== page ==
Estimating of the incident heat energy is normally done using commercial power systems analysis software such as ETAP or SKM. These estimates of incident energies are done as study of the overall facilities power system and consider information from the utility connection, equipment attributes, cable lengths, and protective devices. A report is generated and normally labels are printed which are adhered to the equipment and updated on a 5-year basis. We will talk about the arc flash study process in detail in a future post.
The basis of the calculations performed by the software is normally the IEEE1584 – Guide for performing Arc-Flash Hazard Calculations. If you are responsible for producing these calculations, I recommend purchasing a copy of the standard for reference. If you are responsible for developing the report too the IEEE 1584.1-2013 - IEEE Guide for the Specification of Scope and Deliverable Requirements for an Arc-Flash Hazard Calculation Study will demystify what should go into a report.
In the United States the National Electric Code governs much of the design and installation requirements of electrical systems for buildings and facilities. The NEC does not however, provide much guidance to industry on the use of safety related work practices to protect electrical workers and prevent worker injuries and fatalities. In the mid-1970s, OSHA and NFPA began working together on a new document to address this gap and by 1979 the first section of NFPA 70E had been published. For the manufacturing and commercial industries, the NFPA 70E and CAL/OSHA are the standards and regulations that must be met.
A significant amount of time should be spent becoming familiar with the NFPA 70E. While it is not a large document it is dense and can be nuanced. The standard is not enforceable but is referenced by OSHA and can be used to support their justification for issuing violations.
The standard is 3 chapters, and the end of the document includes safety related work practices and informative Annex’s A-R. As an engineer or technician, you are likely familiar with the NEC and its layout, The NFPA 70E is similar. First, pay attention to the table of contents, Article 90 – Introduction, Article 100 – Definitions, and the Index.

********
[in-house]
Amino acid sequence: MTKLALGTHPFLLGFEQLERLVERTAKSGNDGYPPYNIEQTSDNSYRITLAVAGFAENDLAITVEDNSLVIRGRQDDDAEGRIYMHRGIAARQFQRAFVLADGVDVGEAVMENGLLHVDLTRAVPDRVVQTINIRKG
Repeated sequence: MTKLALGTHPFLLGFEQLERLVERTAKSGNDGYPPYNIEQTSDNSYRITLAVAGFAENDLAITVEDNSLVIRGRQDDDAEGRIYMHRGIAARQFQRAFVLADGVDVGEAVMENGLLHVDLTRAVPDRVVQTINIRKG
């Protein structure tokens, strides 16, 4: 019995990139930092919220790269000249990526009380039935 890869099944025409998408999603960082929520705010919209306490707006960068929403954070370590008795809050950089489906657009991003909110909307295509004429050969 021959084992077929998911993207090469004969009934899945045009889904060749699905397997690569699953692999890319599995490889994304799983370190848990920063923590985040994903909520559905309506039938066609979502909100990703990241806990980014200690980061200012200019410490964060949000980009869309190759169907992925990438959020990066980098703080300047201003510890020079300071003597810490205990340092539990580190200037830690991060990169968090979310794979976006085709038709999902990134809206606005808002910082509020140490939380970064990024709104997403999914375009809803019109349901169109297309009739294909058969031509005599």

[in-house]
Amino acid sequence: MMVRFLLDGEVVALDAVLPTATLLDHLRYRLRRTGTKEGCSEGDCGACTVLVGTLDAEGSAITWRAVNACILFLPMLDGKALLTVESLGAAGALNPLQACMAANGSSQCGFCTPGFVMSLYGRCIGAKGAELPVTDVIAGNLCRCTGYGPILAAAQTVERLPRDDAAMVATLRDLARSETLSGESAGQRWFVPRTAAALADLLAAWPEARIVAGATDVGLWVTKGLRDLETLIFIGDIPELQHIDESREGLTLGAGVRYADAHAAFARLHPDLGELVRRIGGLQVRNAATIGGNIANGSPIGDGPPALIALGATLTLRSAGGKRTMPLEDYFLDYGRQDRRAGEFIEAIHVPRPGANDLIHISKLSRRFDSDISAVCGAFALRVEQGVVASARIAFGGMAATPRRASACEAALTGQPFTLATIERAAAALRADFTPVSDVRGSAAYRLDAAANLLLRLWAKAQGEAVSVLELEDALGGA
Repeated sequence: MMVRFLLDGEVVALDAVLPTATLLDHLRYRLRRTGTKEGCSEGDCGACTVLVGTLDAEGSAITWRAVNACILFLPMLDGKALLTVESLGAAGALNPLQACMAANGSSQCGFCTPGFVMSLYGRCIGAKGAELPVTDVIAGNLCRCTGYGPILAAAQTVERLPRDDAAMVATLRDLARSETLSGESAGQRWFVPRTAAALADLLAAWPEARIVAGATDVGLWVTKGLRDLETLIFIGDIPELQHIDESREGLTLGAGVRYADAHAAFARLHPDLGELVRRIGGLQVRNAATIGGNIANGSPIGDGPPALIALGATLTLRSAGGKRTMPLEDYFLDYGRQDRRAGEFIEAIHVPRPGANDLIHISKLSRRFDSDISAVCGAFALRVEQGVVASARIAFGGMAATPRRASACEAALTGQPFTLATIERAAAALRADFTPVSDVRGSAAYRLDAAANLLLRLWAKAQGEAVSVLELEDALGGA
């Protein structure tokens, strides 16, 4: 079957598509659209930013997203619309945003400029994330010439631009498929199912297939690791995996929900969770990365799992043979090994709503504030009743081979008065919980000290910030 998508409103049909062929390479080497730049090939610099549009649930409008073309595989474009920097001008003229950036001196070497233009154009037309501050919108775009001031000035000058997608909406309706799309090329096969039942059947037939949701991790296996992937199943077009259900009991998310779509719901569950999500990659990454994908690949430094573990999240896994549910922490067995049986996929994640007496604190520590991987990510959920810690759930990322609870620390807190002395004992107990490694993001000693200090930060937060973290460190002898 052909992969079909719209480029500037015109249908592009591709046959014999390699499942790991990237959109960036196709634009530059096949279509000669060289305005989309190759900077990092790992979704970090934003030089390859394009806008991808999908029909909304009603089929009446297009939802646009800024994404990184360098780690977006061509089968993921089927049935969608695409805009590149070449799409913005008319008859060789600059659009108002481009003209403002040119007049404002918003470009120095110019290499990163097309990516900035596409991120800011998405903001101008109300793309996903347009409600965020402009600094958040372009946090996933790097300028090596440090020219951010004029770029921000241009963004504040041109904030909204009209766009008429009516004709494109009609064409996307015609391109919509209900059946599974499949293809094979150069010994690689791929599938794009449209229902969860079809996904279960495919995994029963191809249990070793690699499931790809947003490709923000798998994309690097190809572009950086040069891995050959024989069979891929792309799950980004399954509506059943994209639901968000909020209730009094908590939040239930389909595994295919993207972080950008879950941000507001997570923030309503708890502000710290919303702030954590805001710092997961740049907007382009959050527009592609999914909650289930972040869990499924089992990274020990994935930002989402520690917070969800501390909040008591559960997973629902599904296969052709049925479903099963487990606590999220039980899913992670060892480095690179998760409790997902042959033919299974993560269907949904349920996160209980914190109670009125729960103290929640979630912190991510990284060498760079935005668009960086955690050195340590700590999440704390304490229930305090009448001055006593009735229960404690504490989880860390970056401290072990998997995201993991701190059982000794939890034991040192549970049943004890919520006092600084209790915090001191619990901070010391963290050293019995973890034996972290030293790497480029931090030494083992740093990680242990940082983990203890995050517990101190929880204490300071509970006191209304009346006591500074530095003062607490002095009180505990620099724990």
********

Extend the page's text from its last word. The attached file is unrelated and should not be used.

Chapter 1 – Safety Related Work Practices
Chapter 2 – Safety Related Maintenance Requirements
Chapter 3 – Safety Requirements for Special Equipment
Chapter 1 sets the stage in article 110.5 Electrical Safety Program. It outlines general requirements for inspection, condition of maintenance, awareness, program principles, program controls, procedures, risk assessments, incident investigations, electrical safe working conditions, LOTO, and auditing of the program.
Article 130 outlines the requirements of safety related work practices, energized work permits, and risk assessments.
Start with 110.5 and 130 in addition to the Cal/OSHA requirements and continue to add detail to the document. This will no doubt be an iterative process with many revisions over the years. Do a web search for different government agencies many institutions and agencies electrical safety programs are available in PDF form and could be in the public domain. See what’s out there and what fits your organizations needs be sure and make the citations where necessary.
Safety Standards and Regulations
NFPA 70E – Standard for Electrical Safety in the Workplace
OSHA Title 29 1910 Subpart S –
CAL/OSHA Title 8 – Subchapter 5
NESC – National Electrical Safety Code
IEEE 1584 – Guide for Performing Arc-Flash Hazard Calculations
IEEE 1584.1 - IEEE Guide for the Specification of Scope and Deliverable Requirements for an Arc-Flash Hazard Calculation Study